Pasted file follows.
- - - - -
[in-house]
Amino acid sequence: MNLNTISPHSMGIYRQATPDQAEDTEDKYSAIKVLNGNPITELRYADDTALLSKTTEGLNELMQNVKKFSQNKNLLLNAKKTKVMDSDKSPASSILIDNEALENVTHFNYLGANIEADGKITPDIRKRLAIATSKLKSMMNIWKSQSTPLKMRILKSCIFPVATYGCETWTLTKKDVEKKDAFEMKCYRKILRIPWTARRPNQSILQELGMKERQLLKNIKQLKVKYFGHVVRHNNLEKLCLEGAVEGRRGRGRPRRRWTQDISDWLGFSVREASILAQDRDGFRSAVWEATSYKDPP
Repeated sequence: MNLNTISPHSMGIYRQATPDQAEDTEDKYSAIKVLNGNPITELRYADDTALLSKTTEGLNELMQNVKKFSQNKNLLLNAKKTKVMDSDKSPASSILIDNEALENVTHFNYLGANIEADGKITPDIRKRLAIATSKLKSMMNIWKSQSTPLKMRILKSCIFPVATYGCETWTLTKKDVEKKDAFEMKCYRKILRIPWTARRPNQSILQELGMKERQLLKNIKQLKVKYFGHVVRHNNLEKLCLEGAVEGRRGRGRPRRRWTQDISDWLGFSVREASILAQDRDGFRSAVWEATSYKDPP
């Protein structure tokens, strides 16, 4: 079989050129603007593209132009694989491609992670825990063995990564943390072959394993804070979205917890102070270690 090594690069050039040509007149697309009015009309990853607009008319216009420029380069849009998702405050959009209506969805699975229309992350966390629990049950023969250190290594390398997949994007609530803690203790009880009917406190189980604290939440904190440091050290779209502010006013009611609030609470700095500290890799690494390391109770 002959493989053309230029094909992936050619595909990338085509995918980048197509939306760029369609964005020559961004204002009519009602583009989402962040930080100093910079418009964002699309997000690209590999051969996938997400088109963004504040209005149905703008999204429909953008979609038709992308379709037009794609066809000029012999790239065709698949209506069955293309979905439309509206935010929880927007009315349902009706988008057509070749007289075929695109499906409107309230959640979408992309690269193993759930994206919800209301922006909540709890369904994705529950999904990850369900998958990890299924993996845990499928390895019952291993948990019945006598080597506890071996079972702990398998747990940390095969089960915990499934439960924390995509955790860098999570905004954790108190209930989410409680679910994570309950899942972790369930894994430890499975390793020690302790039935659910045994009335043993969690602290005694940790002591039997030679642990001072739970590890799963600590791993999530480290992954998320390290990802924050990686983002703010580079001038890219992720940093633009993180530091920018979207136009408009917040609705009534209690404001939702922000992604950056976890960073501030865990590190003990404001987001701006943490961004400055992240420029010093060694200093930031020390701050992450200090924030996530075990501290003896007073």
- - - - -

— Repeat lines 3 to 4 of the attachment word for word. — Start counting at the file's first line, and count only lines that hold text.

Repeated sequence: MNLNTISPHSMGIYRQATPDQAEDTEDKYSAIKVLNGNPITELRYADDTALLSKTTEGLNELMQNVKKFSQNKNLLLNAKKTKVMDSDKSPASSILIDNEALENVTHFNYLGANIEADGKITPDIRKRLAIATSKLKSMMNIWKSQSTPLKMRILKSCIFPVATYGCETWTLTKKDVEKKDAFEMKCYRKILRIPWTARRPNQSILQELGMKERQLLKNIKQLKVKYFGHVVRHNNLEKLCLEGAVEGRRGRGRPRRRWTQDISDWLGFSVREASILAQDRDGFRSAVWEATSYKDPP
């Protein structure tokens, strides 16, 4: 079989050129603007593209132009694989491609992670825990063995990564943390072959394993804070979205917890102070270690 090594690069050039040509007149697309009015009309990853607009008319216009420029380069849009998702405050959009209506969805699975229309992350966390629990049950023969250190290594390398997949994007609530803690203790009880009917406190189980604290939440904190440091050290779209502010006013009611609030609470700095500290890799690494390391109770 002959493989053309230029094909992936050619595909990338085509995918980048197509939306760029369609964005020559961004204002009519009602583009989402962040930080100093910079418009964002699309997000690209590999051969996938997400088109963004504040209005149905703008999204429909953008979609038709992308379709037009794609066809000029012999790239065709698949209506069955293309979905439309509206935010929880927007009315349902009706988008057509070749007289075929695109499906409107309230959640979408992309690269193993759930994206919800209301922006909540709890369904994705529950999904990850369900998958990890299924993996845990499928390895019952291993948990019945006598080597506890071996079972702990398998747990940390095969089960915990499934439960924390995509955790860098999570905004954790108190209930989410409680679910994570309950899942972790369930894994430890499975390793020690302790039935659910045994009335043993969690602290005694940790002591039997030679642990001072739970590890799963600590791993999530480290992954998320390290990802924050990686983002703010580079001038890219992720940093633009993180530091920018979207136009408009917040609705009534209690404001939702922000992604950056976890960073501030865990590190003990404001987001701006943490961004400055992240420029010093060694200093930031020390701050992450200090924030996530075990501290003896007073």